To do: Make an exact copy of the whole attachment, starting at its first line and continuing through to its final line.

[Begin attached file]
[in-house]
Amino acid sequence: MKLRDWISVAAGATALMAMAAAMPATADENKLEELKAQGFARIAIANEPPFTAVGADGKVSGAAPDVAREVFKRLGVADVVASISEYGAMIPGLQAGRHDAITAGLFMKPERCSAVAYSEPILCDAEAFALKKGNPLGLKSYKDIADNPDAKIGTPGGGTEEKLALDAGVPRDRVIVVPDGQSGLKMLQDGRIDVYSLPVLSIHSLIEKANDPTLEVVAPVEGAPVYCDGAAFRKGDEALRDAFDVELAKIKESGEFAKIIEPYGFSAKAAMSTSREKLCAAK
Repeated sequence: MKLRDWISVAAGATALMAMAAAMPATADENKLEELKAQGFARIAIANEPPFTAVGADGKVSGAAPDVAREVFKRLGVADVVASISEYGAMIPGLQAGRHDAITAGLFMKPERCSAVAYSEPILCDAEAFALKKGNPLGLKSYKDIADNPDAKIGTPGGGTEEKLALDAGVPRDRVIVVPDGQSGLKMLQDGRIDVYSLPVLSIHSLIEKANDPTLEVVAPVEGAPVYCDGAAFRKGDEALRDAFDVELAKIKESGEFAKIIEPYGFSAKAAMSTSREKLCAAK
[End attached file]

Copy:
[in-house]
Amino acid sequence: MKLRDWISVAAGATALMAMAAAMPATADENKLEELKAQGFARIAIANEPPFTAVGADGKVSGAAPDVAREVFKRLGVADVVASISEYGAMIPGLQAGRHDAITAGLFMKPERCSAVAYSEPILCDAEAFALKKGNPLGLKSYKDIADNPDAKIGTPGGGTEEKLALDAGVPRDRVIVVPDGQSGLKMLQDGRIDVYSLPVLSIHSLIEKANDPTLEVVAPVEGAPVYCDGAAFRKGDEALRDAFDVELAKIKESGEFAKIIEPYGFSAKAAMSTSREKLCAAK
Repeated sequence: MKLRDWISVAAGATALMAMAAAMPATADENKLEELKAQGFARIAIANEPPFTAVGADGKVSGAAPDVAREVFKRLGVADVVASISEYGAMIPGLQAGRHDAITAGLFMKPERCSAVAYSEPILCDAEAFALKKGNPLGLKSYKDIADNPDAKIGTPGGGTEEKLALDAGVPRDRVIVVPDGQSGLKMLQDGRIDVYSLPVLSIHSLIEKANDPTLEVVAPVEGAPVYCDGAAFRKGDEALRDAFDVELAKIKESGEFAKIIEPYGFSAKAAMSTSREKLCAAK